Little Richard (2000)
Little Richard was a contradictory character. Though he professed to have been gay all his life, he denounced homosexuality as being unnatural and contagious. This biopic, on which Little Richard received Executive Producer credit, is equally ambiguous about his sexuality. Yes, he does wear make-up and women’s clothes, act effeminate and doesn’t mind being called a sissy, but the only relationship he is depicted in is strictly heterosexual (with a touch of voyeurism on the side). This apparent hesitancy to deal openly with this and other aspects of his life lends a timidity to this biopic that fortunately evaporates whenever Little Richard takes to the stage.
Which is exactly where we find him at the start of this biopic, belting out ‘Long Tall Sally’ to his fans in Sydney Australia. An unexpected visitor mid-song has Little Richard seeing the light (literally), and the next day he announces he is quitting rock and roll, throwing a $10,000 diamond encrusted ring into the harbour. Flashback to a less affluent time, when young Richard Penniman’s father is trying to beat the sissy out of him. After embarrassing his family by singing the devil’s music in church, teenage Richard leaves home and takes to the stage, performing with such groups as Sugarfoot Sam’s Vaudeville show and the Tidy Jolly Steppers. Starting his own group, The Upsetters, Richard records a sanitised version of ‘Tutti Frutti’ and is on his way.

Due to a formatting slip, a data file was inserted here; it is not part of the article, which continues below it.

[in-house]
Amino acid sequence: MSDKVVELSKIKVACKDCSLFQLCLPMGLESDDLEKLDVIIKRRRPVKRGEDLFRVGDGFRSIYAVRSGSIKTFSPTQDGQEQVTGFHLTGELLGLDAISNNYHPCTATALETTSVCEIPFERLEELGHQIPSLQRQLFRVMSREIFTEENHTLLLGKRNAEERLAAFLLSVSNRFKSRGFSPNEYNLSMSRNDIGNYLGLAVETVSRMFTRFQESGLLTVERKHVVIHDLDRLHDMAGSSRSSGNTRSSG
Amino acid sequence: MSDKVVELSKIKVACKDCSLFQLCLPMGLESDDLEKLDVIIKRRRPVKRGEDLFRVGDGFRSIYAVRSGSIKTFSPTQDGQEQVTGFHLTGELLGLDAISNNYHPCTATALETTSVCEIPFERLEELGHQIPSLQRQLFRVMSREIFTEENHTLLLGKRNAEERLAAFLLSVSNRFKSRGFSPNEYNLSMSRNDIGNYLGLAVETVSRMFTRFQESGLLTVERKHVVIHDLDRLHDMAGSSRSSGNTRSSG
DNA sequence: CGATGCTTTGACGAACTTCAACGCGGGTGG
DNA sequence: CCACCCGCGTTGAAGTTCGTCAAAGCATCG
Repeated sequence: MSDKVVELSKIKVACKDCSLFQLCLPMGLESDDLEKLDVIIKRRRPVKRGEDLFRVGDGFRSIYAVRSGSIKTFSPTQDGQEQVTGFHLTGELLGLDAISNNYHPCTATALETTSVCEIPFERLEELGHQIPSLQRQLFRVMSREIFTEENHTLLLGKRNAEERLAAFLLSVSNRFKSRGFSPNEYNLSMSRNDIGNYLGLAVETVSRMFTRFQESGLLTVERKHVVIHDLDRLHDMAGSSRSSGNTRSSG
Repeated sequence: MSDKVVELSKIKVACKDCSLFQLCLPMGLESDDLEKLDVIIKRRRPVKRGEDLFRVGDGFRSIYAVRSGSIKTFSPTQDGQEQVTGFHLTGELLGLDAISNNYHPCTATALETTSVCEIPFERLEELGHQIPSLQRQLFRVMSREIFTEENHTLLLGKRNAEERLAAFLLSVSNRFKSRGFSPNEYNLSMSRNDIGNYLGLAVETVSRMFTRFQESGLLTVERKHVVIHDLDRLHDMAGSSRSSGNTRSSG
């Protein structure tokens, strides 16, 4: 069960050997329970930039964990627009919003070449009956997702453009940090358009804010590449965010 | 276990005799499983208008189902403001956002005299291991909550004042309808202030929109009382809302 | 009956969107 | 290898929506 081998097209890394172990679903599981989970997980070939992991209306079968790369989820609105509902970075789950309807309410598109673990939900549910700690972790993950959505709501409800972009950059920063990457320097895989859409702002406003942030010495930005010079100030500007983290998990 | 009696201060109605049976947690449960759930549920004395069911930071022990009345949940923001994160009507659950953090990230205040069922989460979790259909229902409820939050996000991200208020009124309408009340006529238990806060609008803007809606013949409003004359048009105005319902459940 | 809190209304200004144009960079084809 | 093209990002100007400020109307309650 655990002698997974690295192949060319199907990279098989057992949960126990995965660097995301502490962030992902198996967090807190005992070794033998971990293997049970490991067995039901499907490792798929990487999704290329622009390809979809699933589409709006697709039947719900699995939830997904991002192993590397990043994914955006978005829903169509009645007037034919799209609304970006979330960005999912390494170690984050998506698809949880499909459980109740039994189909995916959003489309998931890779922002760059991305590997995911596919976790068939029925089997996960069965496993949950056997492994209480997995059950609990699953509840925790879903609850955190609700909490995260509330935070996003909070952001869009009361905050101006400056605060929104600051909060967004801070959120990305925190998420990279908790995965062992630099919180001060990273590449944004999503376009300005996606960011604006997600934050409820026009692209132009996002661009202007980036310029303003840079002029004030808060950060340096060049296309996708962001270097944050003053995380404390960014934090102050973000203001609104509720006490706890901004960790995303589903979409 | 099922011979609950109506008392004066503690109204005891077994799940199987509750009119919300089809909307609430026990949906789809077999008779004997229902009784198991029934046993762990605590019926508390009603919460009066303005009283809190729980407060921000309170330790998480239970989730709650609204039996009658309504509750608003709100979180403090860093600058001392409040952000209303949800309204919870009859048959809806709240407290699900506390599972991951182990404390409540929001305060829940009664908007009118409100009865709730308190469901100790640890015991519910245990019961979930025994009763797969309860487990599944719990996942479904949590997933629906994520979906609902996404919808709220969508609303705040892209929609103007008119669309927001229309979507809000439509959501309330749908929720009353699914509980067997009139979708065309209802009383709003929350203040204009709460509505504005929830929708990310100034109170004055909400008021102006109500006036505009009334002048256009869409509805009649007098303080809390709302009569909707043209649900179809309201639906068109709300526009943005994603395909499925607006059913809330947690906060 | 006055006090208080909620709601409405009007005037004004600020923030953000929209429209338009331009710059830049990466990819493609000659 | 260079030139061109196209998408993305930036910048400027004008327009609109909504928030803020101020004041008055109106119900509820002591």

This biopic’s best moments come when Little Richard is behind the microphone, even when the focus is on shocked family members or an uptight Pat Boone. Having previously portrayed David Ruffin in The Temptations and Jackie Wilson in Mr. Rock 'n' Roll: The Alan Freed Story, Leon confidently recreates Little Richard’s stage act despite being much taller than the singer. But like Keefe Brasselle in The Eddie Cantor Story, he continues the eye-rolling and mugging off stage, providing only a superficial portrait of a man whose qualities ran deeper than the Pancake makeup he wore.
The end credits inform us that at the time this movie was aired Little Richard was still rocking the world. As for me, I’m off to do some diving around Sydney Harbour.
Lucille is a fictional character. In actuality, Little Richard wrote the song ‘Lucille’ about a female impersonator named Queen Sonya.
Only mention of Little Richard’s film career is a passing reference to The Girl Can’t Help It.